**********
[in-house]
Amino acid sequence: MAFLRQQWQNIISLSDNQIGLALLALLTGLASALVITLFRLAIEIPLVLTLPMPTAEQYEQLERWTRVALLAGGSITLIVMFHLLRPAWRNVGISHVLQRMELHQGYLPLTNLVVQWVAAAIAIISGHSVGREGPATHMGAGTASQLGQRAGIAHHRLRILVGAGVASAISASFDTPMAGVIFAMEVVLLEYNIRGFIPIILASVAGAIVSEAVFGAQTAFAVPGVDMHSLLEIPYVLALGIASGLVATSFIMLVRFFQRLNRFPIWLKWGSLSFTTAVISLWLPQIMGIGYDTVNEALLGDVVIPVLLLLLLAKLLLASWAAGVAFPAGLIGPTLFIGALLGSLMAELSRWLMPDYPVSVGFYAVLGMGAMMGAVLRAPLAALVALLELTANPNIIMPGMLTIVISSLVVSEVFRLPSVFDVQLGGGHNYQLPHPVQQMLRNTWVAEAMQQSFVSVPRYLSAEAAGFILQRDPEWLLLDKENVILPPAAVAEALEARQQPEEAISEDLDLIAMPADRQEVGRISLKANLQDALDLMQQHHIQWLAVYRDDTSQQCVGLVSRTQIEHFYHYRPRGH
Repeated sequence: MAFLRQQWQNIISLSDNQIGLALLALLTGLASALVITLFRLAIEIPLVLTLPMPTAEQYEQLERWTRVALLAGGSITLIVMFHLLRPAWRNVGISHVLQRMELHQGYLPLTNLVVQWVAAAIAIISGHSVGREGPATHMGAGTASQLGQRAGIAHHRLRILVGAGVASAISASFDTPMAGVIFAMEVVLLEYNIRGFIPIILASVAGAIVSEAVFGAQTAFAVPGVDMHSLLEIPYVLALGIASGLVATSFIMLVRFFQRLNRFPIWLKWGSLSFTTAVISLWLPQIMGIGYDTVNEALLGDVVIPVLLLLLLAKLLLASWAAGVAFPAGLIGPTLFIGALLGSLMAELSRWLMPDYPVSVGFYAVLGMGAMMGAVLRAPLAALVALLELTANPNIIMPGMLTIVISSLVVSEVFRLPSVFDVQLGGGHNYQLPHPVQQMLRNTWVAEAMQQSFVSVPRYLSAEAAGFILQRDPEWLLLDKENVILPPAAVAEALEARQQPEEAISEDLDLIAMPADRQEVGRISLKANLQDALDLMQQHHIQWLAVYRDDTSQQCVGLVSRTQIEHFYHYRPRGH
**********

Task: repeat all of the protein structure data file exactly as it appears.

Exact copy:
[in-house]
Amino acid sequence: MAFLRQQWQNIISLSDNQIGLALLALLTGLASALVITLFRLAIEIPLVLTLPMPTAEQYEQLERWTRVALLAGGSITLIVMFHLLRPAWRNVGISHVLQRMELHQGYLPLTNLVVQWVAAAIAIISGHSVGREGPATHMGAGTASQLGQRAGIAHHRLRILVGAGVASAISASFDTPMAGVIFAMEVVLLEYNIRGFIPIILASVAGAIVSEAVFGAQTAFAVPGVDMHSLLEIPYVLALGIASGLVATSFIMLVRFFQRLNRFPIWLKWGSLSFTTAVISLWLPQIMGIGYDTVNEALLGDVVIPVLLLLLLAKLLLASWAAGVAFPAGLIGPTLFIGALLGSLMAELSRWLMPDYPVSVGFYAVLGMGAMMGAVLRAPLAALVALLELTANPNIIMPGMLTIVISSLVVSEVFRLPSVFDVQLGGGHNYQLPHPVQQMLRNTWVAEAMQQSFVSVPRYLSAEAAGFILQRDPEWLLLDKENVILPPAAVAEALEARQQPEEAISEDLDLIAMPADRQEVGRISLKANLQDALDLMQQHHIQWLAVYRDDTSQQCVGLVSRTQIEHFYHYRPRGH
Repeated sequence: MAFLRQQWQNIISLSDNQIGLALLALLTGLASALVITLFRLAIEIPLVLTLPMPTAEQYEQLERWTRVALLAGGSITLIVMFHLLRPAWRNVGISHVLQRMELHQGYLPLTNLVVQWVAAAIAIISGHSVGREGPATHMGAGTASQLGQRAGIAHHRLRILVGAGVASAISASFDTPMAGVIFAMEVVLLEYNIRGFIPIILASVAGAIVSEAVFGAQTAFAVPGVDMHSLLEIPYVLALGIASGLVATSFIMLVRFFQRLNRFPIWLKWGSLSFTTAVISLWLPQIMGIGYDTVNEALLGDVVIPVLLLLLLAKLLLASWAAGVAFPAGLIGPTLFIGALLGSLMAELSRWLMPDYPVSVGFYAVLGMGAMMGAVLRAPLAALVALLELTANPNIIMPGMLTIVISSLVVSEVFRLPSVFDVQLGGGHNYQLPHPVQQMLRNTWVAEAMQQSFVSVPRYLSAEAAGFILQRDPEWLLLDKENVILPPAAVAEALEARQQPEEAISEDLDLIAMPADRQEVGRISLKANLQDALDLMQQHHIQWLAVYRDDTSQQCVGLVSRTQIEHFYHYRPRGH